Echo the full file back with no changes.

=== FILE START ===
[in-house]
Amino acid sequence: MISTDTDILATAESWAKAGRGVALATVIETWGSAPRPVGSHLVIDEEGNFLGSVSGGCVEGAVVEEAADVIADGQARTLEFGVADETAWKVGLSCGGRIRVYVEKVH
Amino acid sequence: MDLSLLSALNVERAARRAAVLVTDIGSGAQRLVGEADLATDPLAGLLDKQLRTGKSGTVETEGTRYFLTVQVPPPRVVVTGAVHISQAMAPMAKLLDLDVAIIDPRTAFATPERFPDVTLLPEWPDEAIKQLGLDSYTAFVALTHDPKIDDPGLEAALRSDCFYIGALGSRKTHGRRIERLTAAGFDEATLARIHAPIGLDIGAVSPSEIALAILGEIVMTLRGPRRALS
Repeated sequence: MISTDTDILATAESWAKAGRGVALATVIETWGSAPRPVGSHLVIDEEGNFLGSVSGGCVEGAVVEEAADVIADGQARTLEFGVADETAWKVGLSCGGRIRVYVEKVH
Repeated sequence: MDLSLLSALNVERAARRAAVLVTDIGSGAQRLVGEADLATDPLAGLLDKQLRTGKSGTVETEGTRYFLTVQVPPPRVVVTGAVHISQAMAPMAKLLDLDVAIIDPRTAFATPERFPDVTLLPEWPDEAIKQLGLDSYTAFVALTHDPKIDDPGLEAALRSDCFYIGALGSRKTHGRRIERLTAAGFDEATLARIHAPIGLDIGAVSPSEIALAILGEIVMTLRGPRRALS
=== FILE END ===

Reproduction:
[in-house]
Amino acid sequence: MISTDTDILATAESWAKAGRGVALATVIETWGSAPRPVGSHLVIDEEGNFLGSVSGGCVEGAVVEEAADVIADGQARTLEFGVADETAWKVGLSCGGRIRVYVEKVH
Amino acid sequence: MDLSLLSALNVERAARRAAVLVTDIGSGAQRLVGEADLATDPLAGLLDKQLRTGKSGTVETEGTRYFLTVQVPPPRVVVTGAVHISQAMAPMAKLLDLDVAIIDPRTAFATPERFPDVTLLPEWPDEAIKQLGLDSYTAFVALTHDPKIDDPGLEAALRSDCFYIGALGSRKTHGRRIERLTAAGFDEATLARIHAPIGLDIGAVSPSEIALAILGEIVMTLRGPRRALS
Repeated sequence: MISTDTDILATAESWAKAGRGVALATVIETWGSAPRPVGSHLVIDEEGNFLGSVSGGCVEGAVVEEAADVIADGQARTLEFGVADETAWKVGLSCGGRIRVYVEKVH
Repeated sequence: MDLSLLSALNVERAARRAAVLVTDIGSGAQRLVGEADLATDPLAGLLDKQLRTGKSGTVETEGTRYFLTVQVPPPRVVVTGAVHISQAMAPMAKLLDLDVAIIDPRTAFATPERFPDVTLLPEWPDEAIKQLGLDSYTAFVALTHDPKIDDPGLEAALRSDCFYIGALGSRKTHGRRIERLTAAGFDEATLARIHAPIGLDIGAVSPSEIALAILGEIVMTLRGPRRALS